Oasis of calm in shattered region, Dubai steps out as art hub

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The UAE is in a position to build on its openness and multicultural aspect to lead in the art scene. (Reuters)
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A piece of art called "Vanitas Table (peacock)" by Belgian artist Hans Op de Beeck is on display at Art Dubai, in Dubai, on March 20, 2018. (AP Photo/Jon Gambrell)
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A woman examines a piece of art by Saudi artist Maha Malluh called "Food for Thought '15000'" at Art Dubai in Dubai on March 20, 2018. (AP Photo/Jon Gambrell)
Updated 23 March 2018
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Oasis of calm in shattered region, Dubai steps out as art hub

DUBAI: As traditional centers of modern Arab art in Damascus and Baghdad have imploded amid disastrous wars, the sheeny city-state of Dubai has stepped into the vacuum as a major hub for art sales.
But at the annual Art Dubai fair this week, some Mideast artists among the scores of worldwide participants channeled in paint the chaos swirling around this bubble of calm luxury.
Tucked among the mostly apolitical photography, sculpture and installation art adorning the vast open-plan space, black-and-white paintings of war scenes in the Gaza Strip — devoid of people and any sharp detail — stand out.
“It’s like a monster, isn’t it?” says Palestinian artist Aissa Deebi, holding his arms menacingly above his head in the rough shape of a fireball from an Israeli war plan he painted exploding on top of building.
“I turned images from the TV into oil on canvas, which has its history in this tradition going back to Goya and Picasso,” he added, alluding to the latter’s iconic image of chaos brought on by a bloody air raid on the Spanish town of Guernica.
Myrna Ayad, Art Dubai’s director, said the event featuring artists from 48 countries does not seek to dwell on the region’s miseries, but noted that as Dubai’s star has risen in the art world the art on offer cannot flinch from harsh realities.
“The sad reality is that as Baghdad, Beirut, Damascus and even Cairo have suffered due to political and economic strife, the UAE is in a position to build on its openness and multicultural aspect to lead in the art scene.”
“Conflict and problems aren’t all there is to art in the Middle East and our exhibition celebrates modernists and visionaries from here and all over the world ... artists do make incredible historians and documentarians, though,” Ayad added.
While she refused to name precise target for sales in the three-day event, she noted that works were on offer for between a few hundred and a few hundred thousand dollars: “There’s something for every pocket!”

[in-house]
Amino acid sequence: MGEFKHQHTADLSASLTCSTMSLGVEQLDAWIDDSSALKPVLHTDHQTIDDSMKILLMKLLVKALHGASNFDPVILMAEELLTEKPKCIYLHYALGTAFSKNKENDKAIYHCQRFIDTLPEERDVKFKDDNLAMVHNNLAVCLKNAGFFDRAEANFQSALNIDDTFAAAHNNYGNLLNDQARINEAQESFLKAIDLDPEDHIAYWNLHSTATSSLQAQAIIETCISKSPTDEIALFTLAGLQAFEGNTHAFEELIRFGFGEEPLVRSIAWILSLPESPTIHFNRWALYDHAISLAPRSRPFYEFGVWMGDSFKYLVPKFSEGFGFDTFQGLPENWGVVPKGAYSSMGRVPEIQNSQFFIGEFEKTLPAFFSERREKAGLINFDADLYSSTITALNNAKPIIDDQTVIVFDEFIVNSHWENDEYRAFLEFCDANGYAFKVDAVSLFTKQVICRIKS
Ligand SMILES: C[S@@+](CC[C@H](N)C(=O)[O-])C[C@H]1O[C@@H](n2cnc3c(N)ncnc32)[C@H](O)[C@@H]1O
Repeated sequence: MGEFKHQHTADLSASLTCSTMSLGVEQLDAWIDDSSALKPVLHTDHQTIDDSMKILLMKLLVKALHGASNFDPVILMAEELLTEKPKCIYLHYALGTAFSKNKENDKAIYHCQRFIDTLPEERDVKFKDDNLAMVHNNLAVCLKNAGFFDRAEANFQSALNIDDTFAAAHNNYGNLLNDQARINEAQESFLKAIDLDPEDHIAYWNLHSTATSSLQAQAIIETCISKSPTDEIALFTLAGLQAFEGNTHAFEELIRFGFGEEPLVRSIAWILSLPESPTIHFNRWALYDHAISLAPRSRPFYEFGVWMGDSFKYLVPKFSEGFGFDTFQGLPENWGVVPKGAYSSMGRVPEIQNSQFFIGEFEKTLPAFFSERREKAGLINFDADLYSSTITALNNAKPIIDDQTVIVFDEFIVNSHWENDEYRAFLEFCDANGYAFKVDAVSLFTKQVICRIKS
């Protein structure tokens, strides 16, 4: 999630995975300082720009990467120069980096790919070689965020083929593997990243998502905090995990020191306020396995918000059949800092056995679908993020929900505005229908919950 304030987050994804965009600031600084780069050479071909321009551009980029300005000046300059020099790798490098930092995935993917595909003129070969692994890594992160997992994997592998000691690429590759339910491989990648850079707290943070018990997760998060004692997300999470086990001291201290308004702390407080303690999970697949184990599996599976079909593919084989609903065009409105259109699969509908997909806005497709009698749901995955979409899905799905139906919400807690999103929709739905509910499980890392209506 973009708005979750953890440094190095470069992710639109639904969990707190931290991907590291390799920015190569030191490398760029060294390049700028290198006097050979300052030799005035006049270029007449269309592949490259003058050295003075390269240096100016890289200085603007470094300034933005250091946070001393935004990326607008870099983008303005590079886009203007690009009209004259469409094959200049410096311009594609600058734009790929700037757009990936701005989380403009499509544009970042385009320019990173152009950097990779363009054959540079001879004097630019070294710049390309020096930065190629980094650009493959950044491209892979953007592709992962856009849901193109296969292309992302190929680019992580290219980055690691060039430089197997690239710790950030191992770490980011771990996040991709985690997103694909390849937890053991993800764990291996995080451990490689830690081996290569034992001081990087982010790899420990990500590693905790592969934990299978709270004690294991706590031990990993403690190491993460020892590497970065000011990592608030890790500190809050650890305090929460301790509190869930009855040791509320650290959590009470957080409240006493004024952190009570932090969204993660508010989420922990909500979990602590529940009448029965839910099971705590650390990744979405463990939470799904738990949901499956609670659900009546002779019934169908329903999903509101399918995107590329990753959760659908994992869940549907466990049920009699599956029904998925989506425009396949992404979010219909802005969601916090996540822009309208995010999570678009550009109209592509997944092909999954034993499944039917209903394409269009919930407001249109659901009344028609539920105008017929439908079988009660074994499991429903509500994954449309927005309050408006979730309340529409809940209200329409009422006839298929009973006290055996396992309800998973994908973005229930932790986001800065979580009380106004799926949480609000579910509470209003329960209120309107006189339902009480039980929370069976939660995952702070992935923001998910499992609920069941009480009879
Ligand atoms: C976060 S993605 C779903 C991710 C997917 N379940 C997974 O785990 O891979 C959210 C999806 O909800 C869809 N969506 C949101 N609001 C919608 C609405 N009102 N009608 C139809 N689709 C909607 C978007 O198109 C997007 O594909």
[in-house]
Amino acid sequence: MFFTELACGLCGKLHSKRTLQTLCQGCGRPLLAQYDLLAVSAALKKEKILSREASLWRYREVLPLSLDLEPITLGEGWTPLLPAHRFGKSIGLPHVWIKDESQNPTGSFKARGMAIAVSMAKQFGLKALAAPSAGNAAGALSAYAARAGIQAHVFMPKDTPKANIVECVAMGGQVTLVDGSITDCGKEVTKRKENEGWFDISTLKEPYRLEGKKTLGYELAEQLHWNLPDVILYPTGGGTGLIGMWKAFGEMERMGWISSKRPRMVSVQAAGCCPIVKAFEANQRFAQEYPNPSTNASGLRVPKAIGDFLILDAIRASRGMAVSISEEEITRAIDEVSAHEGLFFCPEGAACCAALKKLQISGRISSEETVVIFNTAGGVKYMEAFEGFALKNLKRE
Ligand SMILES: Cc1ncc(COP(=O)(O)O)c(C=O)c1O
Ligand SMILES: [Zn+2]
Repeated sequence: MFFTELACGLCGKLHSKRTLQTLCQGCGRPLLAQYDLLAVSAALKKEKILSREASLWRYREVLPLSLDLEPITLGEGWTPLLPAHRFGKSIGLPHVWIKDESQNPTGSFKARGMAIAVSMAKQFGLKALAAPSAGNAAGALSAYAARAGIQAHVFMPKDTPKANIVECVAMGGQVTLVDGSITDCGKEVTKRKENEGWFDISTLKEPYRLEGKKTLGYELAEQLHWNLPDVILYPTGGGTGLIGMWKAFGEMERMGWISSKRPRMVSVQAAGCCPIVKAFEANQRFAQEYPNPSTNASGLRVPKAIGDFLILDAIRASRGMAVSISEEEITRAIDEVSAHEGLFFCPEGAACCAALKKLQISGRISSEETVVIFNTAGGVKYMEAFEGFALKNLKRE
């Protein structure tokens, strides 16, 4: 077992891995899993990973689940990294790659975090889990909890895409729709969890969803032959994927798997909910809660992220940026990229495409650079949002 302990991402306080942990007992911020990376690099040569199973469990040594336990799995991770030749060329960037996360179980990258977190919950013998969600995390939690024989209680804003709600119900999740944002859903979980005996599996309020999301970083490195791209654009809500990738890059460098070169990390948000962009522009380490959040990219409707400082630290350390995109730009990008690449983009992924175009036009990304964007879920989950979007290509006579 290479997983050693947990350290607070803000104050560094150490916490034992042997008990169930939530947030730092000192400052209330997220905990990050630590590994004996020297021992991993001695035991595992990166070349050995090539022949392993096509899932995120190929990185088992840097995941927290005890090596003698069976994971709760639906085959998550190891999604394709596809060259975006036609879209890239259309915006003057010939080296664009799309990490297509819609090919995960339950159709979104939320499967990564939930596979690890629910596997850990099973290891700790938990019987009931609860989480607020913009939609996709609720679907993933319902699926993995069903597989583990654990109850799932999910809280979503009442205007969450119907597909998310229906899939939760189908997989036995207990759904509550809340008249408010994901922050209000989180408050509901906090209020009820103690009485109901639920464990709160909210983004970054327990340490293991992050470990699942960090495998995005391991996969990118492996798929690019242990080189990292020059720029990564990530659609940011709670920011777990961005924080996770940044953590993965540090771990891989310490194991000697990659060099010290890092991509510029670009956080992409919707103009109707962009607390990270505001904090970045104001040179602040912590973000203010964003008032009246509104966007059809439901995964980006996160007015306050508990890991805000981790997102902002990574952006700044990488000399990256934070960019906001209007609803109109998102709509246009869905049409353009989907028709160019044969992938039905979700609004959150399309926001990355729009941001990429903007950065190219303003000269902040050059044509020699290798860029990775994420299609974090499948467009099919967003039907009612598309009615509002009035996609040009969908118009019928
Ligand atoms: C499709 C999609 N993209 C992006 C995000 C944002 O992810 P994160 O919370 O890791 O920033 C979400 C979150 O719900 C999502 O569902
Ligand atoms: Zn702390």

Ead Samawi knows that well. A partner from the Ayyam Gallery, he has sold most of their handful of war-themed canvases for between thirty and fifty thousand dollars each to clients ranging from the US to Lebanon, and insists profit and painful subjects can go together.
Arranged in a tense jumble of colorful shapes and splotches forming the rough shape of buildings and people, the work of Syrian artist Tammam Azzam evokes the broken cityscapes and refugee throngs from his homeland.
“It’s not commodifying, this is human life: There’s war and migration that happens all over. Artists have always had their distinct, creative way of presenting it that people have been attracted to,” Samawi said.


Comic-Con gets a look at gritty Spider-Man spinoff ‘Venom’

Updated 21 July 2018
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Comic-Con gets a look at gritty Spider-Man spinoff ‘Venom’

  • Comic-Con attendees got a look at footage from the upcoming Spider-Man spinoff Friday and heard from stars Tom Hardy and Riz Ahmed as well
  • The director also teased the possibility of an eventual face-off between Spider-Man and Venom

SAN DIEGO: Director Ruben Fleischer says that there aren’t really any heroes in the superhero movie “Venom,” who is a grittier, more violent and more complicated character than his Marvel brethren.
Comic-Con attendees got a look at footage from the upcoming Spider-Man spinoff Friday and heard from stars Tom Hardy and Riz Ahmed as well.
Hardy plays Eddie Brock and the alien symbiote Venom. The actor says he thinks Venom is the coolest superhero.
Fleischer also teased the possibility of an eventual face-off between Spider-Man and Venom. The film hits theaters in October.
Sony Pictures also showed an extended trailer for the animated “Spider-Man: Into the Spider-Verse,” out in December, which focuses on Miles Morales learning the spidey ropes from a middle-aged Peter Parker.